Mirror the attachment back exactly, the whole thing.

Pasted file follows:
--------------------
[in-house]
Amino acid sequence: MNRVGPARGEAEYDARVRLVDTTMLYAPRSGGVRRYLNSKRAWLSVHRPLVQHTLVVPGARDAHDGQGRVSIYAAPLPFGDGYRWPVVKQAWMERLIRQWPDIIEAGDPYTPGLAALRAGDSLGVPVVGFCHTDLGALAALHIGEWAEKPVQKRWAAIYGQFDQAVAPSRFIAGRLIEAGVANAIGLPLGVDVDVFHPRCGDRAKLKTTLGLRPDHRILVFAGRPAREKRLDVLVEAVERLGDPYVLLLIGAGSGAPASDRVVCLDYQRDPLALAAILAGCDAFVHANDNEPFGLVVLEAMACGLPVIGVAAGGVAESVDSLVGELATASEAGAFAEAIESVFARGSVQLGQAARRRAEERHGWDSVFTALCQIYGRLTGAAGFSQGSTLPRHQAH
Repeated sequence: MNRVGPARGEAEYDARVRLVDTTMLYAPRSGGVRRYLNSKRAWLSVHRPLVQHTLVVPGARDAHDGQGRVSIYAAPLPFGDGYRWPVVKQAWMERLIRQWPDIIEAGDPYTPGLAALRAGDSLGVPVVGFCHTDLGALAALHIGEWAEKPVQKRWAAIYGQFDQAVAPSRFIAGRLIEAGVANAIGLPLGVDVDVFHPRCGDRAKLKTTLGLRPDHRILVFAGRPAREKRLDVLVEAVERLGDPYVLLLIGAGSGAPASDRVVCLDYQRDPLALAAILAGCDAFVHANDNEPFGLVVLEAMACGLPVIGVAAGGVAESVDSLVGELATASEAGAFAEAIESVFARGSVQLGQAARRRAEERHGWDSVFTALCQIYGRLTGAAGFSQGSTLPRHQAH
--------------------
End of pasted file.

[in-house]
Amino acid sequence: MNRVGPARGEAEYDARVRLVDTTMLYAPRSGGVRRYLNSKRAWLSVHRPLVQHTLVVPGARDAHDGQGRVSIYAAPLPFGDGYRWPVVKQAWMERLIRQWPDIIEAGDPYTPGLAALRAGDSLGVPVVGFCHTDLGALAALHIGEWAEKPVQKRWAAIYGQFDQAVAPSRFIAGRLIEAGVANAIGLPLGVDVDVFHPRCGDRAKLKTTLGLRPDHRILVFAGRPAREKRLDVLVEAVERLGDPYVLLLIGAGSGAPASDRVVCLDYQRDPLALAAILAGCDAFVHANDNEPFGLVVLEAMACGLPVIGVAAGGVAESVDSLVGELATASEAGAFAEAIESVFARGSVQLGQAARRRAEERHGWDSVFTALCQIYGRLTGAAGFSQGSTLPRHQAH
Repeated sequence: MNRVGPARGEAEYDARVRLVDTTMLYAPRSGGVRRYLNSKRAWLSVHRPLVQHTLVVPGARDAHDGQGRVSIYAAPLPFGDGYRWPVVKQAWMERLIRQWPDIIEAGDPYTPGLAALRAGDSLGVPVVGFCHTDLGALAALHIGEWAEKPVQKRWAAIYGQFDQAVAPSRFIAGRLIEAGVANAIGLPLGVDVDVFHPRCGDRAKLKTTLGLRPDHRILVFAGRPAREKRLDVLVEAVERLGDPYVLLLIGAGSGAPASDRVVCLDYQRDPLALAAILAGCDAFVHANDNEPFGLVVLEAMACGLPVIGVAAGGVAESVDSLVGELATASEAGAFAEAIESVFARGSVQLGQAARRRAEERHGWDSVFTALCQIYGRLTGAAGFSQGSTLPRHQAH